Academic journal article Wagadu: a Journal of Transnational Women's and Gender Studies

Three: Angela Y Davis and Assata Shakur as Women Outlaws: Resisting U.S. State Violence 1

Academic journal article Wagadu: a Journal of Transnational Women's and Gender Studies

Three: Angela Y Davis and Assata Shakur as Women Outlaws: Resisting U.S. State Violence 1

Article excerpt

Introduction

Nothing gives us x-ray vision to the ills of society like the daunting experience of incarceration, especially the horror of solitary and death row, as well as the intense stress of anticipating or being subjected to torture or extra-legal execution. During much of her pre-trial incarceration (of sixteen months) Angela Davis was kept in solitary confinement. The other activist woman featured in this essay, Assata Shakur, was broken out of prison precisely because she feared for her life-not by other prisoners, but by the state's agents. It would have been extremely difficult to receive justice after flawed trials that intended to show that she was guilty of murdering a white state trooper, even though there was no evidence that could corroborate such motive or deed. In fact, the post-Ferguson photo montages and demonstrations with protestors' hands raised symbolically and shouts of "hands up, don't shoot" could have easily been used as rallying cry to demand Shakur's acquittal. In all likelihood, she had her hands raised while being shot into her right hand, making it impossible for her to hold a gun, let alone to shoot what was not meant to be. At the height of a secret and illegal government program COINTELPRO, which the FBI mounted to destroy the Black Panther Party (with which both Davis and Shakur worked) and all other organizations which protested state terror and imperialist warfare, Shakur was found guilty by a white jury not of her peers (Shakur, 1987).

Prisons have always served the role of social control (Kurshan, 1996), but they are also tremendous sites of cultural, social and political activity, namely as diasporic sites (Nagel, 2008). Nobody has more acutely theorized about the function of imprisonment than political prisoners, thus they find themselves singled out for acute repression and women are equally targeted. Part of it may be the authorities' fear of such prison intellectuals' savvy critique of hegemonic ideologies and uncanny ability to see through the level of disinformation by elite corporate media. This ability often is borne inside the dungeon. For my purposes here, political prisoners include people convicted due to their resistance to repressive state policies and politics and those who become politicized while facing detention and/or long prison sentences. Many political prisoners such as Assata Shakur and Angela Davis have engaged in prisoners support work before they were incarcerated themselves. For opposing the state, they face further reprisals by the prison authorities. For instance, if a prisoner complaints "we are treated like slaves!" within earshot of guards, she may get time in the "hole"-weeks in solitary confinement, as if she had committed the act to call for a slave insurrection. Ironically, the complainant is simply stating the obvious: The U.S. Thirteenth Amendment to the Constitution, which putatively abolished slavery, describes prisoners as legal slaves. Therefore, they do not enjoy freedom of speech or freedom to assemble peacefully within a total institution. However, the US government denies confining people for political convictions and that all socalled political prisoners are duly convicted of a (terrorist) crime. Yet, the US government's claim is hardly credible, in particular in light of CIA run prisons, which defied even U.S. Supreme Court rulings, notably Abu Ghraib in Iraq and Guantánamo Bay, Cuba. In addition, the state routinely disappears prisoners who are not a security threat into supermax prisons, which contribute to (mental) health abuse and premature death (Amnesty International, 2014).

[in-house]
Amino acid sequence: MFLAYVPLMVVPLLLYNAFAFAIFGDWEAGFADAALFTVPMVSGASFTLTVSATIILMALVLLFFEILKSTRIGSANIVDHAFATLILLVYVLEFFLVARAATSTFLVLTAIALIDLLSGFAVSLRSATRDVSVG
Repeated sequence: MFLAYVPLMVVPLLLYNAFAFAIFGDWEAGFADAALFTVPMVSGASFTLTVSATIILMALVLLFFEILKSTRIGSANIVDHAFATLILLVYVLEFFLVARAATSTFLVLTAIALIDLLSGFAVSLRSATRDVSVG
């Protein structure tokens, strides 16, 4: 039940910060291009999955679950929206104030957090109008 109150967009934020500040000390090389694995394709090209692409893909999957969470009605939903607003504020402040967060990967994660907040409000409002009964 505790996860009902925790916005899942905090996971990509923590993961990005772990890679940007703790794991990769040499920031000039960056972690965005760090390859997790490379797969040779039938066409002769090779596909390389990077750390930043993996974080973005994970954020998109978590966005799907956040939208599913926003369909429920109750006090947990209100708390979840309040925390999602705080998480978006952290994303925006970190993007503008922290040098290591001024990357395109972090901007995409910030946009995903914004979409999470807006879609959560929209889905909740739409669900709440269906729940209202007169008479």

Much mainstream reporting or prison literature ignores the gendered nature of prisons (and ignores writings by revolutionary prison intellectuals altogether). For instance, the mass media did not focus on Iraqi women prisoners who had also been sexually abused, raped, humiliated and even disappeared, as the human rights groups International Women Count Network, Black Women's Rape Action Project, and Women against Rape have charged (Groves, 2004). …

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